Kate: Yeah, that’s so true. Shout out to everyone that works in your factory, because when I went there I was so impressed at the level of craftsmanship. It’s just incredible. I know it’s tough as well. When running a factory, you’ve got a lot of people that you’re responsible for, and they’re all making beautiful things. So a big round of applause for that.
Julie: They’ve been with us for years, and so it’s not just, you know if somebody phones in and says, “so-and-so has tested positive and they won’t be in” it’s not like, well that’s a gap in the manufacturing. You’d just sort of say, “Oh gosh, I wonder if she’s okay? Is she going to be all right?”
You know, they are the people that you get to know. You don’t have that connection with your product if you’re making it in some factory on the other side of the world.
Kate: How do you think we can encourage people to just really discover more about where brands are making their products? What are your thoughts on that?
Julie: When I was in school a long time ago in South Wales, we used to have school trips all the time. We went to Buckley’s Brewery, and we went to Avon Inflatables Life Craft. We would always be out. I think that the school teachers just loved a nice trip. I know that, of course, we need the health and safety things, but isn’t it a shame that the kids don’t seem to be out and about visiting factories, seeing how things are made, and, you know, seeing all the different jobs that they could want to do, all the different crafts that they could want to do, because it’s not just a single pathway.
Kate: Exactly, and that’s also the thing that I think people think, you know, anything that’s product-related, that it’s just about the design, but there’s so much more.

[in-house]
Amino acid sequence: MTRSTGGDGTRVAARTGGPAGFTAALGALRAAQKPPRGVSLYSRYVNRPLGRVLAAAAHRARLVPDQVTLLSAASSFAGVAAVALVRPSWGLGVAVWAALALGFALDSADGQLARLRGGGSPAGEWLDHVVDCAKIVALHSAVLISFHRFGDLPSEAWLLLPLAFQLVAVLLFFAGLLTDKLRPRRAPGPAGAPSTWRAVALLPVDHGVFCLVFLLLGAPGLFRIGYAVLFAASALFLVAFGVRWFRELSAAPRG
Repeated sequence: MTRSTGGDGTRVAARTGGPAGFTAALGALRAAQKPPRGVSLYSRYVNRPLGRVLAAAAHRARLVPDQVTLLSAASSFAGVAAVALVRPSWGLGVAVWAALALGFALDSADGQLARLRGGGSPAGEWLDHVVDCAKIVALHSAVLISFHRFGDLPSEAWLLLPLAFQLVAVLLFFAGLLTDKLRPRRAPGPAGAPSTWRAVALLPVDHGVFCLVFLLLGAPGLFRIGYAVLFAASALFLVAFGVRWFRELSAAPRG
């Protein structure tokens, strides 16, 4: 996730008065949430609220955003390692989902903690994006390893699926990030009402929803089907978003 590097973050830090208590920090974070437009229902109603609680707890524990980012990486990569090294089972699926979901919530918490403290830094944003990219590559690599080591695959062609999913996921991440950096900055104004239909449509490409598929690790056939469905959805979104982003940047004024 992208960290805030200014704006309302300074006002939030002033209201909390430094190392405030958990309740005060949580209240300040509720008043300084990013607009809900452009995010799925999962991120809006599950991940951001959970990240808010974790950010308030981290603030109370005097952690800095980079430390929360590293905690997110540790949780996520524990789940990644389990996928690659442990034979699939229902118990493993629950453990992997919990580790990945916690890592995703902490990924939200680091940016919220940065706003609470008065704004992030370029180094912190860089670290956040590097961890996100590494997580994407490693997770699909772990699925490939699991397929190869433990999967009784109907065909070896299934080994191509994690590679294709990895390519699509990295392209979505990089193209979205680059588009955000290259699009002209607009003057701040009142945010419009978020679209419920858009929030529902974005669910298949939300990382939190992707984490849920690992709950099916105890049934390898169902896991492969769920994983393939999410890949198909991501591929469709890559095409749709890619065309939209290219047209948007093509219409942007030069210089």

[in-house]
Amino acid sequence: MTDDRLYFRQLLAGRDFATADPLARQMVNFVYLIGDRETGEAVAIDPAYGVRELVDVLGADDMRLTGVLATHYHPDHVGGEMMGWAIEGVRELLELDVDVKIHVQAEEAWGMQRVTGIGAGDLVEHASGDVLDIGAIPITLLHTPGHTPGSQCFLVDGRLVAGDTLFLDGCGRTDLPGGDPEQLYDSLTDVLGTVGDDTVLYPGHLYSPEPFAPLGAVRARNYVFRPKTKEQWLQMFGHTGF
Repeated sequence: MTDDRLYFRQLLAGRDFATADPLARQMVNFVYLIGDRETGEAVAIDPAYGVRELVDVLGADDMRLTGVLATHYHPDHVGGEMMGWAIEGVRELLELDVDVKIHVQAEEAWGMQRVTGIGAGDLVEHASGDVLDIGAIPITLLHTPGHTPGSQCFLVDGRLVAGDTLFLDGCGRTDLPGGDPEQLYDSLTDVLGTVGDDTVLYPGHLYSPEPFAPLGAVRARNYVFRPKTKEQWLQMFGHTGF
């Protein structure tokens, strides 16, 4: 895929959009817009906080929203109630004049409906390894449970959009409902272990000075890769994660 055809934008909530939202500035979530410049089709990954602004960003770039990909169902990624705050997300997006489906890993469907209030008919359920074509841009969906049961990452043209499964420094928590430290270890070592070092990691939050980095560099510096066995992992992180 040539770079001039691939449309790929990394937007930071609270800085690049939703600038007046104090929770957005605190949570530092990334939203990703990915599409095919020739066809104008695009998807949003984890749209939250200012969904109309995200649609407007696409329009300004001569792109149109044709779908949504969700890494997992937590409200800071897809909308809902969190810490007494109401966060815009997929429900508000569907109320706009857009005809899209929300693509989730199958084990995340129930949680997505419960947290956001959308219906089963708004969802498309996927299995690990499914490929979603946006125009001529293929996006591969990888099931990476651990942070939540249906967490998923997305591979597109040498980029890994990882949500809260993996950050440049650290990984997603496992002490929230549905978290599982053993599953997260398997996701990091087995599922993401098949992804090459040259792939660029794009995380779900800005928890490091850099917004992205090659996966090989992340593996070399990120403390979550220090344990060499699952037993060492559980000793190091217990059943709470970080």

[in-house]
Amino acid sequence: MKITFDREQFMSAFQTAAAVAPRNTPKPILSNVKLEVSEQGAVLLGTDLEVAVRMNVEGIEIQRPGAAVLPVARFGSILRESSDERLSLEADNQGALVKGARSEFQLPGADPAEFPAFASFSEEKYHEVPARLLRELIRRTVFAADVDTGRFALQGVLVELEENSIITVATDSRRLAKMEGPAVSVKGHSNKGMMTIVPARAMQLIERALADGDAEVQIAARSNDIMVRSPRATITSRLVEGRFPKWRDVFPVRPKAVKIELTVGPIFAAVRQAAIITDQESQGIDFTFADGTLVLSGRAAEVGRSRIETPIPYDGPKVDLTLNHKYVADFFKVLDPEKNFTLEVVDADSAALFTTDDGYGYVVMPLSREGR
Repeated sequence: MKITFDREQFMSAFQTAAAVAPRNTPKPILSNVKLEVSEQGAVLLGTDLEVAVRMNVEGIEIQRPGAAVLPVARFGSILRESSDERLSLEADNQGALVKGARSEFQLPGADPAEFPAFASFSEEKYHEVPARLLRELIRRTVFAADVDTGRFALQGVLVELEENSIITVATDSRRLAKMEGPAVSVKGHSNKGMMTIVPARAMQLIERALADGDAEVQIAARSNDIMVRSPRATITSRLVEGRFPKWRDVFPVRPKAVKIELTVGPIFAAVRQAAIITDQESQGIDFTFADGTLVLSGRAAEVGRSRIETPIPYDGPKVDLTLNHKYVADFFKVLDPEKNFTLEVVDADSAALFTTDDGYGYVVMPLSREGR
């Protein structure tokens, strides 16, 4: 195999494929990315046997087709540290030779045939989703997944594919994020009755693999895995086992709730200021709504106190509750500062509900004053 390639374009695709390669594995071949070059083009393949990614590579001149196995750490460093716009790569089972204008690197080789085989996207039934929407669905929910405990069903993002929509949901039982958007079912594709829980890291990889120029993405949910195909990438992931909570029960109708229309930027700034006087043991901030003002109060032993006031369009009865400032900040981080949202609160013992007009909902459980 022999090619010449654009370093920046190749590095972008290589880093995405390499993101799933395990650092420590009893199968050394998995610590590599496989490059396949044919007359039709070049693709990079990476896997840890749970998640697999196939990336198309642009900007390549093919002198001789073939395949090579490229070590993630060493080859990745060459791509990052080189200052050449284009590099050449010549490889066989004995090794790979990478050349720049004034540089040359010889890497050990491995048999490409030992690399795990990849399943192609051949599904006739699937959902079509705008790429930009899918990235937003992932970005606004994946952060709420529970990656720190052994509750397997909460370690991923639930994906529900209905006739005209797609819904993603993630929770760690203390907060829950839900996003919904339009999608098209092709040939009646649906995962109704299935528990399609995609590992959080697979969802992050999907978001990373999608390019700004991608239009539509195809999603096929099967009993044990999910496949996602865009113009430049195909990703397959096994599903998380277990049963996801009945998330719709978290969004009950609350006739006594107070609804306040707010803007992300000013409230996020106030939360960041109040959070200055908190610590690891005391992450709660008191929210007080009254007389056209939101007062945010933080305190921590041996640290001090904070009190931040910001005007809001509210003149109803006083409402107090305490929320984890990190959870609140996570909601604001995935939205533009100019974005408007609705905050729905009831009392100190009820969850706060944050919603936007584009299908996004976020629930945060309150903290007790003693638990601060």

Julie: Oh my gosh, there’s so much more. There are so many parts to making every one of the bags that, you know, I certainly couldn’t do. There are people that have such skills that they can just work wonders, and there is an absolute magic to walking around and seeing those things being made.
Kate: You’re going to get teachers ringing you up saying, “Okay, when can the bus turn up, please?”
Julie: I think Mark, who runs the workshops in Syston, is probably looking at this thinking, “Oh my god, I can’t believe she’s saying this” But it’s so exciting, I would love more people to actually see what manufacturing looks like.
Kate: Yeah, definitely. Well, we’ve got “Inside the Factory”. You’ve not been on that yet, have you?
Julie: No, I haven’t. We should be, we’re so colourful. You know, we’re not like making tiny little techie chips or something, you know.
Kate: They’ve been to Dr Martens recently, but they haven’t been to your place yet, so I think that’s an open invite. Isn’t it Julie?
Julie: I know, they should get in touch with me.
Kate: So, what else is on the cards for Cambridge Satchel at the moment, then?
Julie: So, obviously, sustainability is something that is very important to all of us, even though we seem to have crises all over the place, such as the big ongoing one, climate change. One thing that I think that we don’t do a very good job of is saying that yes, they’re leather bags, but the leather that goes into all our satchels is a by-product of the meat industry, otherwise it would go into landfill. When you’re buying things, it’s so important to just buy something that’s going to last.